Precocious kids have always wondered about sex before their folks are willing to clue them in, we suppose.  But in Edwardian times, apparently, young women could be considered of “marriageable” age and still be utterly clueless about what exactly transpires on the wedding night.  To the rescue: Lytton Strachey composed Ermyntrude and Esmeralda, a little novella in which the eponymous heroines, in a series of breathless letters, try to work it all out.  Transformed into a play by Hunter Kaczorowski at the Yale Cabaret, E & E entertains—and might even make you blush!  (Indeed the novella, written in 1913, didn’t see the light of day till 1969—when the lifting of illegality for same-sex liaisons should have made its enlightened acceptance of homosexual sex acceptable.)

Ermyntrude is played by Sophie von Haselberg with a steely practicality in her eye: she’s after the gory details about what she calls “pussy-cats” and “bow-wows”—the genitalia of females and males, respectively—and what happens when they “pout” for one another.  Esmeralda, played with gleeful girlishness by Ceci Fernandez, is more interested in what those pouting pets have to do with love.  And, since no one has quite worked that out to date, E & E is engagingly enlightening.

The back and forth “entre nous” epistles of the duo are illustrated from time to time by shadow puppetry in little framed spaces on the back wall (manipulated by Christopher Ash, Soule Golden, and Carmen Martinez; designed by Kaczorowski).  Depending on where you might be sitting in the packed Cab, you may get the full effect of these little figurines or not—they seem a bit too small to make the kind of visual impression they may be intended to achieve—but they are certainly well-done and evocative of the kind of picture-book politesse that our heroines are endeavoring to delve beneath.  Until, of course, a rather rampant bow-wow vigorously mounts a fulsome feline…

The space (Kate Noll, Scenic) and costumes (Seth Bodie), along with lighting (Solomon Weisbard) and sound/music (Steve Brush) all contribute considerably to the gentility of the evening.  And that’s important to make the quaintness of the young ladies’ questionings seem apropos.  Along the way, E & E espy surprising developments—such as a passionate embrace between Esmeralda’s brother Godfrey and his male instructor (“which buttons were undone?” Ermyntrude presses her), to say nothing of Ermyntrude’s exciting flirtation with the new footman Henry, which leads to ecstatic expressions emoted with an exuberant twinkle by von Haselberg.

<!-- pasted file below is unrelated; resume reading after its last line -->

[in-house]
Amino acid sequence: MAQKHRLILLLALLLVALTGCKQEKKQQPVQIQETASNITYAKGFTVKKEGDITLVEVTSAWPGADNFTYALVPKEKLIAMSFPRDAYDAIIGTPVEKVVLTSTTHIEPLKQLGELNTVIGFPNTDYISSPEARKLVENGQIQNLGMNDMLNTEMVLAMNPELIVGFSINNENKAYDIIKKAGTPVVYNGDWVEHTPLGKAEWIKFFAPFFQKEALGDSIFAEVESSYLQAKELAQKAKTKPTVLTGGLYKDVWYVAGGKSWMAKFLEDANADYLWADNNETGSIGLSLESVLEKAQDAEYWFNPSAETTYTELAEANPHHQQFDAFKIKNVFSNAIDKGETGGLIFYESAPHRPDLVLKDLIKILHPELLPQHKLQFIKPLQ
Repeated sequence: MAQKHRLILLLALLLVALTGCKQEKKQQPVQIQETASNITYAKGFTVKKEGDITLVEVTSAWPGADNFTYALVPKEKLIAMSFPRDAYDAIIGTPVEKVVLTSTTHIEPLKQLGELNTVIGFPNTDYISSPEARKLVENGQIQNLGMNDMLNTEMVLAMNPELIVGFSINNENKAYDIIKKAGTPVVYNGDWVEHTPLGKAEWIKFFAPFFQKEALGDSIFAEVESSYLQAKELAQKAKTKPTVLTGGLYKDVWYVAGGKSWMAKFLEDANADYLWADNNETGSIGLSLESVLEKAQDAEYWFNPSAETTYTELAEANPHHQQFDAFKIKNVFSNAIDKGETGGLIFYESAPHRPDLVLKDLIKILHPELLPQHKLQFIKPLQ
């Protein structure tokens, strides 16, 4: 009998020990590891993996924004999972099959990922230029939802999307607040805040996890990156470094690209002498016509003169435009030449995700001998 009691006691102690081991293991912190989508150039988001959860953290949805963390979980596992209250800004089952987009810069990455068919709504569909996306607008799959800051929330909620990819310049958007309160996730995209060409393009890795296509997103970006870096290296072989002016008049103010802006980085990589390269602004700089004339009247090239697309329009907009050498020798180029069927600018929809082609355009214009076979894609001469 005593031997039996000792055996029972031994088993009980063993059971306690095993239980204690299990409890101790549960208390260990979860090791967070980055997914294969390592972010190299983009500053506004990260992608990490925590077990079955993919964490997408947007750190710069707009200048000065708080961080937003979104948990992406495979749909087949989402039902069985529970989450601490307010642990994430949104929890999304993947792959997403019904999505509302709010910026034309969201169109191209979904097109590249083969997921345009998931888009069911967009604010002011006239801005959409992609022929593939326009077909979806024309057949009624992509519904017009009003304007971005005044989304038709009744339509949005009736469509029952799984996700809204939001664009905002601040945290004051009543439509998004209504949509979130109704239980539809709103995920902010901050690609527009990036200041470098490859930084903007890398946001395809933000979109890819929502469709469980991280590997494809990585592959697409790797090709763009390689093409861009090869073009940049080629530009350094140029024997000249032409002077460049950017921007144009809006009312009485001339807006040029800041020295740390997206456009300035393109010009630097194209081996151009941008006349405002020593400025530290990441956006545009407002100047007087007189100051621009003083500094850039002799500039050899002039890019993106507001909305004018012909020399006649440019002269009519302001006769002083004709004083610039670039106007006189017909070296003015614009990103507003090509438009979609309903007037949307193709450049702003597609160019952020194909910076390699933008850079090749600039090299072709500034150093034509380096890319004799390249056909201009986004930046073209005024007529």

As Esmeralda, Ceci Fernandez is inestimable and explosive; she glows and gloats and free associates and turns away one would-be betrothed (the Dean, who cannot countenance her curiosity about Godfrey) only to find another—the dashing Major.  Meanwhile, Ermyntrude, like Godfrey, faces a comeuppance for her pert pursuit of carnal knowledge across class lines.  Heaven forfend!

In the end, as so often happens, the teens may be seen to be following different paths, though we—like them—may wait breathlessly the epistles depicting Ermyntrude’s adventures in sexy-sounding Saxony and Esemeralda’s nuptial discoveries.  All-in-all,  Ermyntrude and Esmeralda is ebullient entertainment.

 

Ermyntrude & Esmeralda
A Naughty Puppet Play
Based on the novella by Lytton Strachey
Directed and Adapted by Hunter Kaczorowski

Puppet Design: Hunter Kaczorowski; Dramaturgy: Emily Reilly; Scenic Design: Kate Noll; Costume Design: Seth Bodie; Lighting Design: Solomon Weisbard; Sound Design & Original Music: Steve Brush; Stage Manager: Sonja Thorson; Technical Director: Lee O’Reilly; Assistant Technical Director: Joey Moro; Producer: Sarah Williams; Puppetry Captain: Carmen Martinez

The Yale Cabaret
February 14-16, 2013

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